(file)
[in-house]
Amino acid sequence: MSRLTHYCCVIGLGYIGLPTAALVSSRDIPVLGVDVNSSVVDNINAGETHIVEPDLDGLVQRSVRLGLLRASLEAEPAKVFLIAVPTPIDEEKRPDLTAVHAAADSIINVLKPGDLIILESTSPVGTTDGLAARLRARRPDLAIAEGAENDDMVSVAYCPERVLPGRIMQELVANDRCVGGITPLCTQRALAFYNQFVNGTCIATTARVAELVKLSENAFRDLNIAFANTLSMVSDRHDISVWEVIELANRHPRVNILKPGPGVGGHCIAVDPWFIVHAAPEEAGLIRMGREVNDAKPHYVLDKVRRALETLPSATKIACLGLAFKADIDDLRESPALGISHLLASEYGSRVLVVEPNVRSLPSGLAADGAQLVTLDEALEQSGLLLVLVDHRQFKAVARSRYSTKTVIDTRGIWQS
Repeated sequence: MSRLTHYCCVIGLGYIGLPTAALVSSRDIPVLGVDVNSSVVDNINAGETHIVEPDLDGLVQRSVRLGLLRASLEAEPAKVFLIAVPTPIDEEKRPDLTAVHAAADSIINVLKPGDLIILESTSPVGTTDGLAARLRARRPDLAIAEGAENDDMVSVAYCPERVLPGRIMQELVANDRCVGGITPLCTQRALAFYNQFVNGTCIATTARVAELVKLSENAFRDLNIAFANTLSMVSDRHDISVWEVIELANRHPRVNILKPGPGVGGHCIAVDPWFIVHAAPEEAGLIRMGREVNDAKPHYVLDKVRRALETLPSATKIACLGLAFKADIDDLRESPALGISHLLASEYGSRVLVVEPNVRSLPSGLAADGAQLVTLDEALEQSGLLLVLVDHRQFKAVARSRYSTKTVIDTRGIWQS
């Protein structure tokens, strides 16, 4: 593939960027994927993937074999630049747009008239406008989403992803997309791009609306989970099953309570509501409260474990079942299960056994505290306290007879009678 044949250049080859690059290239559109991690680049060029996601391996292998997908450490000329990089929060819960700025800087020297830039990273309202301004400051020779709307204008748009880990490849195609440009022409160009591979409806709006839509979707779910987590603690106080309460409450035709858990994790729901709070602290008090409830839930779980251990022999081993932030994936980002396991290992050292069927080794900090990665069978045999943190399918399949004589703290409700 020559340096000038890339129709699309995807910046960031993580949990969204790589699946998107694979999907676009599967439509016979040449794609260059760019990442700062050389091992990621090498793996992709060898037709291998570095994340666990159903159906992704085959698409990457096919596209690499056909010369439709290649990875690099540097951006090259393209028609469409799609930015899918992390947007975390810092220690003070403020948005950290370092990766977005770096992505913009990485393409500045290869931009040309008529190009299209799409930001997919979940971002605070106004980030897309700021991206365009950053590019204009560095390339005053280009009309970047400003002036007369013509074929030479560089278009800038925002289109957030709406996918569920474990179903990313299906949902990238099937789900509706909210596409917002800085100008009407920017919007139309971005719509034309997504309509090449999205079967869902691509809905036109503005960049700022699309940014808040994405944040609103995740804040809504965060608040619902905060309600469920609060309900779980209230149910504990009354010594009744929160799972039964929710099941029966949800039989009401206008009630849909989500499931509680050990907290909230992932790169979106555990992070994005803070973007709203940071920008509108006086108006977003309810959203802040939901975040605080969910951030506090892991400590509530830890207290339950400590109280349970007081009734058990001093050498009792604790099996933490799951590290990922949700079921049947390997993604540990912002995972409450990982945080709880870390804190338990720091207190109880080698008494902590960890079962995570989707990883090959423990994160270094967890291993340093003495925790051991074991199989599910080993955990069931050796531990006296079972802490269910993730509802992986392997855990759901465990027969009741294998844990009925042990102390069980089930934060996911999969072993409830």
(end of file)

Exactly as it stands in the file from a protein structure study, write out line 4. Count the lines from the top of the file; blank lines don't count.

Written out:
């Protein structure tokens, strides 16, 4: 593939960027994927993937074999630049747009008239406008989403992803997309791009609306989970099953309570509501409260474990079942299960056994505290306290007879009678 044949250049080859690059290239559109991690680049060029996601391996292998997908450490000329990089929060819960700025800087020297830039990273309202301004400051020779709307204008748009880990490849195609440009022409160009591979409806709006839509979707779910987590603690106080309460409450035709858990994790729901709070602290008090409830839930779980251990022999081993932030994936980002396991290992050292069927080794900090990665069978045999943190399918399949004589703290409700 020559340096000038890339129709699309995807910046960031993580949990969204790589699946998107694979999907676009599967439509016979040449794609260059760019990442700062050389091992990621090498793996992709060898037709291998570095994340666990159903159906992704085959698409990457096919596209690499056909010369439709290649990875690099540097951006090259393209028609469409799609930015899918992390947007975390810092220690003070403020948005950290370092990766977005770096992505913009990485393409500045290869931009040309008529190009299209799409930001997919979940971002605070106004980030897309700021991206365009950053590019204009560095390339005053280009009309970047400003002036007369013509074929030479560089278009800038925002289109957030709406996918569920474990179903990313299906949902990238099937789900509706909210596409917002800085100008009407920017919007139309971005719509034309997504309509090449999205079967869902691509809905036109503005960049700022699309940014808040994405944040609103995740804040809504965060608040619902905060309600469920609060309900779980209230149910504990009354010594009744929160799972039964929710099941029966949800039989009401206008009630849909989500499931509680050990907290909230992932790169979106555990992070994005803070973007709203940071920008509108006086108006977003309810959203802040939901975040605080969910951030506090892991400590509530830890207290339950400590109280349970007081009734058990001093050498009792604790099996933490799951590290990922949700079921049947390997993604540990912002995972409450990982945080709880870390804190338990720091207190109880080698008494902590960890079962995570989707990883090959423990994160270094967890291993340093003495925790051991074991199989599910080993955990069931050796531990006296079972802490269910993730509802992986392997855990759901465990027969009741294998844990009925042990102390069980089930934060996911999969072993409830």